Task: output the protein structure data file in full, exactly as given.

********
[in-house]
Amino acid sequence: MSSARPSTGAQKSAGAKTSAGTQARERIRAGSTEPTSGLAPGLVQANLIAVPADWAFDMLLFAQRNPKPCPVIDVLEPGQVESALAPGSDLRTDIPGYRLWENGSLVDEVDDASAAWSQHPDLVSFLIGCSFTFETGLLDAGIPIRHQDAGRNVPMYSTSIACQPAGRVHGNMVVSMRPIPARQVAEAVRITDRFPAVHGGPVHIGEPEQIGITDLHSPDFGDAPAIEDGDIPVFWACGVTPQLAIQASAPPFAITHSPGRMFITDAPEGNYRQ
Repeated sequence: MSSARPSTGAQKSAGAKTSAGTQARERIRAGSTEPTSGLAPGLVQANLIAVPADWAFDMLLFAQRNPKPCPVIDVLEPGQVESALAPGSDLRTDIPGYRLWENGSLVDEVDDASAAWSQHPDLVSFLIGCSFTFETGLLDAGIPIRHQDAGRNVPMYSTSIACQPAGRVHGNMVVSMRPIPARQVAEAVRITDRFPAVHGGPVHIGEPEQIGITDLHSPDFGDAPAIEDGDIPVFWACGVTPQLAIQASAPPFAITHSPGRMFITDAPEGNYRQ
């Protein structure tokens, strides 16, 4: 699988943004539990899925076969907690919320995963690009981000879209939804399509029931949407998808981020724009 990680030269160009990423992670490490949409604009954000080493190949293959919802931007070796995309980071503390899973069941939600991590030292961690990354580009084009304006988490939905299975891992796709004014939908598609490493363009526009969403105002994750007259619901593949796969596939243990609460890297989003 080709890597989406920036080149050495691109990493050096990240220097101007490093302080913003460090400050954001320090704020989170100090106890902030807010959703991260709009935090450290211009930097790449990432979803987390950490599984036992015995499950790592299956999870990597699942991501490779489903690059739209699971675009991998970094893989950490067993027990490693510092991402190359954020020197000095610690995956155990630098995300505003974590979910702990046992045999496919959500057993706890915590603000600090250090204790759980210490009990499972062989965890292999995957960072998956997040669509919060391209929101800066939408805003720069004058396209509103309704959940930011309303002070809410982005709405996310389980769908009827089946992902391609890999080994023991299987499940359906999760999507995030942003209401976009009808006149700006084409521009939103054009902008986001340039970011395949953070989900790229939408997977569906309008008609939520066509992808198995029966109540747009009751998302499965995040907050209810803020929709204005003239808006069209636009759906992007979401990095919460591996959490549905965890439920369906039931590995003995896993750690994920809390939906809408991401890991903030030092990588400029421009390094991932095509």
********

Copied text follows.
[in-house]
Amino acid sequence: MSSARPSTGAQKSAGAKTSAGTQARERIRAGSTEPTSGLAPGLVQANLIAVPADWAFDMLLFAQRNPKPCPVIDVLEPGQVESALAPGSDLRTDIPGYRLWENGSLVDEVDDASAAWSQHPDLVSFLIGCSFTFETGLLDAGIPIRHQDAGRNVPMYSTSIACQPAGRVHGNMVVSMRPIPARQVAEAVRITDRFPAVHGGPVHIGEPEQIGITDLHSPDFGDAPAIEDGDIPVFWACGVTPQLAIQASAPPFAITHSPGRMFITDAPEGNYRQ
Repeated sequence: MSSARPSTGAQKSAGAKTSAGTQARERIRAGSTEPTSGLAPGLVQANLIAVPADWAFDMLLFAQRNPKPCPVIDVLEPGQVESALAPGSDLRTDIPGYRLWENGSLVDEVDDASAAWSQHPDLVSFLIGCSFTFETGLLDAGIPIRHQDAGRNVPMYSTSIACQPAGRVHGNMVVSMRPIPARQVAEAVRITDRFPAVHGGPVHIGEPEQIGITDLHSPDFGDAPAIEDGDIPVFWACGVTPQLAIQASAPPFAITHSPGRMFITDAPEGNYRQ
């Protein structure tokens, strides 16, 4: 699988943004539990899925076969907690919320995963690009981000879209939804399509029931949407998808981020724009 990680030269160009990423992670490490949409604009954000080493190949293959919802931007070796995309980071503390899973069941939600991590030292961690990354580009084009304006988490939905299975891992796709004014939908598609490493363009526009969403105002994750007259619901593949796969596939243990609460890297989003 080709890597989406920036080149050495691109990493050096990240220097101007490093302080913003460090400050954001320090704020989170100090106890902030807010959703991260709009935090450290211009930097790449990432979803987390950490599984036992015995499950790592299956999870990597699942991501490779489903690059739209699971675009991998970094893989950490067993027990490693510092991402190359954020020197000095610690995956155990630098995300505003974590979910702990046992045999496919959500057993706890915590603000600090250090204790759980210490009990499972062989965890292999995957960072998956997040669509919060391209929101800066939408805003720069004058396209509103309704959940930011309303002070809410982005709405996310389980769908009827089946992902391609890999080994023991299987499940359906999760999507995030942003209401976009009808006149700006084409521009939103054009902008986001340039970011395949953070989900790229939408997977569906309008008609939520066509992808198995029966109540747009009751998302499965995040907050209810803020929709204005003239808006069209636009759906992007979401990095919460591996959490549905965890439920369906039931590995003995896993750690994920809390939906809408991401890991903030030092990588400029421009390094991932095509």